‘Lift the chorus ever onward
Crimson and the blue
Hail to thee, our Alma Mater
Hail to ol’ K. U.’
The ‘Crimson and the Blue’ was followed by the familiar Rock Chalk yell.
‘Rock Chalk, Jay—Hawk, K. U.’
I stood spellbound. There was something powerful that thrilled me through and through—to hear a couple of thousand students giving the ‘Rock Chalk’, to hear it echo back from the other side of the stadium until
it seemed as if there were about six thousand giving it! It was also so beautiful.
Bobby and I didn’t talk much until we had left the campus. Then he said what I had been trying to express, ‘The Rock Chalk’ certainly gets hold of a person and grips him, doesn’t it?”
My mother became a student in Lawrence the following year. My parents’ enthusiasm never waned. Both felt most thankful to be obtaining quality degrees—my dad’s in journalism and my mother’s in piano. The opportunity to grow their potentials was there. And they enjoyed the social life on Mount Oread, as well. Many stories were related to me, not only in written form, but verbally as well.
Following their graduations their marriage took place and my brother (Robert Grant Piper) and I (Elaine Piper, later Reussner) arrived. One of our early family trips was to Lawrence to experience what the campus had to offer and to become acquainted with that famous bird, the Jayhawk. It must have worked because my brother obtained an engineering degree around 1957 and later a master’s and I walked down the Hill in 1960 as a future teacher. The social life worked out well for us, too.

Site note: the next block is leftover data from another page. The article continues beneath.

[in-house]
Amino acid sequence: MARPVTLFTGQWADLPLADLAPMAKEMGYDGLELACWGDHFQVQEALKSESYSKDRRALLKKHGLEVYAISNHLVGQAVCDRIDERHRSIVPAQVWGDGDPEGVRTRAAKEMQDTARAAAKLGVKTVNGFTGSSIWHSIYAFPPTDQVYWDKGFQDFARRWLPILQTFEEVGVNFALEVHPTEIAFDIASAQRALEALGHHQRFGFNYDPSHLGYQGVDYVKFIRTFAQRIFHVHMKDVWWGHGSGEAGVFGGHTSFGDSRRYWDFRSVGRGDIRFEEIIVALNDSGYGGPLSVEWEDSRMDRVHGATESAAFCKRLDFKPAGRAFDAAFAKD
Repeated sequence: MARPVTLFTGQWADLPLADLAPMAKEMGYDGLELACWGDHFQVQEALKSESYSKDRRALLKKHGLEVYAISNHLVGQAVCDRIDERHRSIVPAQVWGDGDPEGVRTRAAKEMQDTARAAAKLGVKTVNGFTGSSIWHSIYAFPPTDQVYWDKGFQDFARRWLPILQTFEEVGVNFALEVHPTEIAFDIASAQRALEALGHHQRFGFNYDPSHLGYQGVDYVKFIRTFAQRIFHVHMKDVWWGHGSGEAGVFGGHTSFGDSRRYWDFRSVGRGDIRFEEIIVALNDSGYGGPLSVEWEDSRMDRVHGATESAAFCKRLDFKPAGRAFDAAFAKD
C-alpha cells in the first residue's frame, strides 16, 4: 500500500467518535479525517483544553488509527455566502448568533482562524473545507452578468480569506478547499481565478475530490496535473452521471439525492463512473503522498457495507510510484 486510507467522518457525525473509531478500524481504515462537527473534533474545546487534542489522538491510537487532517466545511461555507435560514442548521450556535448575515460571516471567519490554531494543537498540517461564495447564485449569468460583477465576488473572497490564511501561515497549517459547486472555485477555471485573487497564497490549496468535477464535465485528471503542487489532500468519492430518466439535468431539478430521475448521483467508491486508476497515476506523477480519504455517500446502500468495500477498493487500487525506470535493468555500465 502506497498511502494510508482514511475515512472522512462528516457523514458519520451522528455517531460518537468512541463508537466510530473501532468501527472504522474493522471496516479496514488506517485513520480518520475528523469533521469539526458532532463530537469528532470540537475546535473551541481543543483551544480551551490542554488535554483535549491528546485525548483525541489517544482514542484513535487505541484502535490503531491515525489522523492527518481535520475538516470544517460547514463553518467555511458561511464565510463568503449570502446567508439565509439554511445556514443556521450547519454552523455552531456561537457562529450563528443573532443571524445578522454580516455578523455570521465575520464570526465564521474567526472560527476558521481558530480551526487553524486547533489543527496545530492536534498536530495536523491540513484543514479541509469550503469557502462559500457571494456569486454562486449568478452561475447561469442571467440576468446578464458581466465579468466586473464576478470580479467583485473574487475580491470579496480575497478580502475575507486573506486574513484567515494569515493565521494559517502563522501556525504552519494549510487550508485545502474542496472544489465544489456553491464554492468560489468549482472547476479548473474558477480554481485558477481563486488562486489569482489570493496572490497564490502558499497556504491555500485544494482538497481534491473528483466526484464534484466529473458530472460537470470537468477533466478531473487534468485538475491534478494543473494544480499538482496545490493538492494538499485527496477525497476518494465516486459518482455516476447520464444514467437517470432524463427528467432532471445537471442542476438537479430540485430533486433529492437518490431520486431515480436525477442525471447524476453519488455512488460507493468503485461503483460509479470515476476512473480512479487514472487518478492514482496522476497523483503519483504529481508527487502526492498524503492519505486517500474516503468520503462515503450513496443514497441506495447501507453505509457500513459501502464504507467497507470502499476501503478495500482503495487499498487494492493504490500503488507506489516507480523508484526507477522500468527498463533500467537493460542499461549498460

And the story continued. The Pipers’ two sons also became KU alums—Robert Richard (Rick) in math and Steven in engineering. Their mom, Edna Bandel Piper, had a KU degree, as well. Likewise I met my future husband Ronald Reussner (class of 1959), literally on Mount Oread. Students got to know what one’s fellow students were like in the small Western Civilization discussion groups in the basement of Strong! We both obtained education degrees. Even more chapters were added to our family story. Our son, Lee, completed his undergraduate degree at KU in 1985 and went on to receive his medical degree from the Kansas School of Medicine. In addition, our daughter, Elizabeth (Beth) , earned a degree in journalism in 1988. And, yes, both of their spouses, Tandy Beckett and Thomas R. Fields, are alumni of this great school as well.
The quest for knowledge, that KU so aptly provided, continued. Each family member had different experiences, different goals, different ways of questioning. But there were opportunities for each of us. Each of us was enriched!
One would think that that has to be the end of this book, but no. We have had three granddaughters become Jayhawk alumnae:
Alexandra (Allie) Fields Smith, graphic design major in 2014, married Dale Smith, also an alumnus.
Liesel Reussner Callahan is a 2015 graduate in Speech, Language, and Hearing Science.
Sophia Fields, our newest graduate, received an education degree in 2018.
Were any members of our family told that they must attend KU? Absolutely not! But as my dad said, “The Rock Chalk certainly gets hold of a person and grips him, doesn’t it?” I hope this explains why we give.
Elaine Piper Reussner and Ron Reussner, ’59 and ’60